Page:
New 52 – Justice League #23 review

How well you enjoy Justice League #23 hinges on whether or not you’ve had things spoiled for your already and how jaded you are by big events. This is a comic that’s going to divide readers into two camps. There will be those who view it as an awesome comic because it has such a large cast of DC characters (it even introduces a few classics into the New 52 for the first time) and it features great 2-page spreads and splash pages illustrating big superhero action. And then there will be those who read it and give a resounding “Meh.” because it’s mostly made up of 2-page spreads and splash pages showing everyone fighting and all of the big surprises were spoiled about a month ago by DC interviews. The latter camp will view Justice League #23 and Trinity War as an over-stretched prelude and will likely wish they had saved their money for Forever Evil instead.

In my opinion Trinity War has dragged on too long showing us our heroes running in circles and has basically been an excuse to have some very talented artists draw big name heroes punching each other. It’s an event that doesn’t really have a satisfying conclusion (Part 6 of 6 ends in a “To be Continued”), but instead leads into yet another event! But the way Trinity War stalled for time (after reading this I feel like the story could’ve been told in 2-3 issues instead of 6 and a few extra tie-ins) makes these six chapters feel like little more than a prologue to Forever Evil and I gotta say I think you can probably skip Trinity War entirely and just jump right into Forever Evil #1 next month. Or at the very least, you could just pick up Justice League #22 and Justice League #23 and have all of the important events of Trinity War summed up for you quite nicely. While the likes of Geoff Johns spoiled the big reveal that was coming in this book (I won’t say what it is outside of spoiler tags) months ago the thing that I was most curious about is what exactly happened to all the heroes for them to be absent from next month’s Villains event. I thought that surely the answer would come from Justice League #23, but it didn’t. Now, those who have managed to stay in the dark about all of these spoilers are in for a real treat but hardcore fans who grab any info they can about upcoming comics will only find surprise in the reveal of the Justice League’s mole(s).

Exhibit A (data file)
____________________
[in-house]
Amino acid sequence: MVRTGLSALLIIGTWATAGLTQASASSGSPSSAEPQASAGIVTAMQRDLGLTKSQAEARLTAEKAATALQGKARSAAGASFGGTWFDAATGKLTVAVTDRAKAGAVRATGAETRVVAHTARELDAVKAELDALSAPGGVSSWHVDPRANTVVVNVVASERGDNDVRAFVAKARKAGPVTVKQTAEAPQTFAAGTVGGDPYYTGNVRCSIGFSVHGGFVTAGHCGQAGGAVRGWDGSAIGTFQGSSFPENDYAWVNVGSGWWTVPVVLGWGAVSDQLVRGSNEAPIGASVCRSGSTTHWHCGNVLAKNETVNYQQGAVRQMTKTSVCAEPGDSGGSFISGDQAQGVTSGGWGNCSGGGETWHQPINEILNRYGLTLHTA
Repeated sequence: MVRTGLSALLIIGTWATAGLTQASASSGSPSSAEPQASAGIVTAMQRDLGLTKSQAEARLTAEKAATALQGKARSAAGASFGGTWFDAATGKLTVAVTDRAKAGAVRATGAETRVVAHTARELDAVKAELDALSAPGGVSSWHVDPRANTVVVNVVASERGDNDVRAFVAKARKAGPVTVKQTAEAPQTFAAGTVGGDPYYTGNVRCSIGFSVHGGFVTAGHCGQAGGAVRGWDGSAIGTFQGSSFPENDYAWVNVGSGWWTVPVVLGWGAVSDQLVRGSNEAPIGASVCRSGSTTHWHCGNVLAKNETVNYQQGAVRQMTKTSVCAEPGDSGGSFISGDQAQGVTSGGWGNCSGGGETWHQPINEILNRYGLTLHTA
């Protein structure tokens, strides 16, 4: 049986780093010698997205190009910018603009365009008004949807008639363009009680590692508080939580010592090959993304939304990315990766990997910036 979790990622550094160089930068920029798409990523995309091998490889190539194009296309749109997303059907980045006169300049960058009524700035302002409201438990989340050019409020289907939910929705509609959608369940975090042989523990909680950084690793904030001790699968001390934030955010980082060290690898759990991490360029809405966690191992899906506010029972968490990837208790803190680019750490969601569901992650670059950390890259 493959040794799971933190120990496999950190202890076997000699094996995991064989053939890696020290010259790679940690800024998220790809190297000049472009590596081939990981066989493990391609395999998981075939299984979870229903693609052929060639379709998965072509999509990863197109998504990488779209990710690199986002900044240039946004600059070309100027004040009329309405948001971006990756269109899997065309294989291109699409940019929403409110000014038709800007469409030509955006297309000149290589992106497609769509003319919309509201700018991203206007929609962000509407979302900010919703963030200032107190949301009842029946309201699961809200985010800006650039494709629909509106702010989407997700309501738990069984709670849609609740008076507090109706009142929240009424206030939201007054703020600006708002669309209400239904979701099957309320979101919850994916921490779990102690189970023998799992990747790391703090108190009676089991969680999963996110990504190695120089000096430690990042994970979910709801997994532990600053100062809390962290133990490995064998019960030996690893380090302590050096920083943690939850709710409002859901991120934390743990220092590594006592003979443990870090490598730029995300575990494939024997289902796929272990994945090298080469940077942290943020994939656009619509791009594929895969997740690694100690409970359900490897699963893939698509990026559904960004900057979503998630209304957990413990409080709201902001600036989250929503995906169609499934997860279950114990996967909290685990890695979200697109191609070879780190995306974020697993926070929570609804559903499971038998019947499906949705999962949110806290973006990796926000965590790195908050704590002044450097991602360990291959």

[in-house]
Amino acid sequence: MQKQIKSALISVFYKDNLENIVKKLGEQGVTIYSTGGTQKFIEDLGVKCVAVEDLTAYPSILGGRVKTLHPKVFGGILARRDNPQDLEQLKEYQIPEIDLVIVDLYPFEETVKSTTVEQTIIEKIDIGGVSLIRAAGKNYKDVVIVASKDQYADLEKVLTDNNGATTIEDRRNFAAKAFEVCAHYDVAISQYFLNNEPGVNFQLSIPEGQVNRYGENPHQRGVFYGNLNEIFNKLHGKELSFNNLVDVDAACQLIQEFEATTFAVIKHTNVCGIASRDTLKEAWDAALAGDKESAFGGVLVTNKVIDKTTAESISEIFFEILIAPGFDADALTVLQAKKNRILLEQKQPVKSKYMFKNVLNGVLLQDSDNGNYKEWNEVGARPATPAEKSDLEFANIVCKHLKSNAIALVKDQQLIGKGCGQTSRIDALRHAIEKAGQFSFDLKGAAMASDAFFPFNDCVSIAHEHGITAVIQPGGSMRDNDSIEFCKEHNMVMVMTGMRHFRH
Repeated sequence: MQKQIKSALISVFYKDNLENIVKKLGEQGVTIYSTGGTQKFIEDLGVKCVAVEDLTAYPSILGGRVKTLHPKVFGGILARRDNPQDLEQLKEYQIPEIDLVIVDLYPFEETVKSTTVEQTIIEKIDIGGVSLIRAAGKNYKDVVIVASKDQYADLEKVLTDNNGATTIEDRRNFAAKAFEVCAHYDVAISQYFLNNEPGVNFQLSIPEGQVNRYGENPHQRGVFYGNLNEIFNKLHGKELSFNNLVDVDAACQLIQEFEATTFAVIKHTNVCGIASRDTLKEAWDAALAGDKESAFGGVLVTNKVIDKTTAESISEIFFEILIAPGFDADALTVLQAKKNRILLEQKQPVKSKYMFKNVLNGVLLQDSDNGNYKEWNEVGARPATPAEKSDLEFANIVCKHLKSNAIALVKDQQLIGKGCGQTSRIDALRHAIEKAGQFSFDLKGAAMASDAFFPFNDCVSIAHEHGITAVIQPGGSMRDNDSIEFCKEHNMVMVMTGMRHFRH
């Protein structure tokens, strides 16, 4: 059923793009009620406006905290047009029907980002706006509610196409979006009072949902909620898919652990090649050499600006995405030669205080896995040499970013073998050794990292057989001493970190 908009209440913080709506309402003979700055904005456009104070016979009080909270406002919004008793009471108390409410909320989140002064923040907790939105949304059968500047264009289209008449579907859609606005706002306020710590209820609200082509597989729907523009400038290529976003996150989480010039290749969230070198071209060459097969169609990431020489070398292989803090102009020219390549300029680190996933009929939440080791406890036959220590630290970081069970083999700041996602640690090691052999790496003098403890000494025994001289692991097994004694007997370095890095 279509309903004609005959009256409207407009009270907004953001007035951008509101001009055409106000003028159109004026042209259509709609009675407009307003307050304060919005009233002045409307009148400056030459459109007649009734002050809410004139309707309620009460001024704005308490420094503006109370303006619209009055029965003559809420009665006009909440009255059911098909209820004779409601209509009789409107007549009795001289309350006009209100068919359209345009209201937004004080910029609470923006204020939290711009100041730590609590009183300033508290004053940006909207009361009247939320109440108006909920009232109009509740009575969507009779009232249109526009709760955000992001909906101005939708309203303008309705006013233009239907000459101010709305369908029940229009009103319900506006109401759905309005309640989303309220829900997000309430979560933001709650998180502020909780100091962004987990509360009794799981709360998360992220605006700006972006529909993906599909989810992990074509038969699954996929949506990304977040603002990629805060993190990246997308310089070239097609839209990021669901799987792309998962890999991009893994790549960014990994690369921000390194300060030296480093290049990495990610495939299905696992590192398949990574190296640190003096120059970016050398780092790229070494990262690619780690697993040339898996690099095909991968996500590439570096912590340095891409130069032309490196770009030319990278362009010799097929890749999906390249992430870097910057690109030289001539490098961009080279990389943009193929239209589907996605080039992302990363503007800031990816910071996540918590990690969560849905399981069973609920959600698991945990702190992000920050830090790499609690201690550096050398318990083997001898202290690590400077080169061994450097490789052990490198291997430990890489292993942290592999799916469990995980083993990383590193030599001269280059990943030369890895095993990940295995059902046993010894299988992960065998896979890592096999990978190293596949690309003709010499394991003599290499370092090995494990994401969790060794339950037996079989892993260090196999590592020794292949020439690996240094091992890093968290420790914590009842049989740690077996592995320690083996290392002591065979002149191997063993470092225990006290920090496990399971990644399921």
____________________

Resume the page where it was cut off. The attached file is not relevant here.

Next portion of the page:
What I found most shocking was that nothing from the previous tie-in comic Pandora #3 played any part in this story whatsoever.

Pandora figured out a way to kill one of the Seven Deadly Sins that were originally released from the box thousands of years ago
I thought for sure that that would be recapped in Justice League #23 and that it would play a major part in the story to come. A development on that scale would finally put Pandora in the spotlight and make her the integral part of the DC universe she’s been hinted at being ever since the character appeared in every #1 issue of the New 52! Instead she and her story are all swept aside and confined only to her solo series and I honestly don’t see that thing lasting beyond 10 issues (12 at most).

With the coolest aspect of this comic being spoiled for me a month ago by an email from DC, I gotta say that the biggest highlights for me were the mole(s) reveal and the artwork by Ivan Reis and Joe Prado who really brought their A-game and made this the spectacle it needed to be. This is some of the biggest action you’ll find in a comic book this month, but I wish that there had been more emotional weight behind the scene since we already had an all-out-brawl in chapter #1 of Trinity War.

I”l put my notes about the more spoilerish aspects in spoiler tags:


  • “I’m not afraid of you Batman, I’m the Green Lantern!” — I just really didn’t like that line. And I also don’t understand what that little capsule thing was that Batman used to make Baz back off.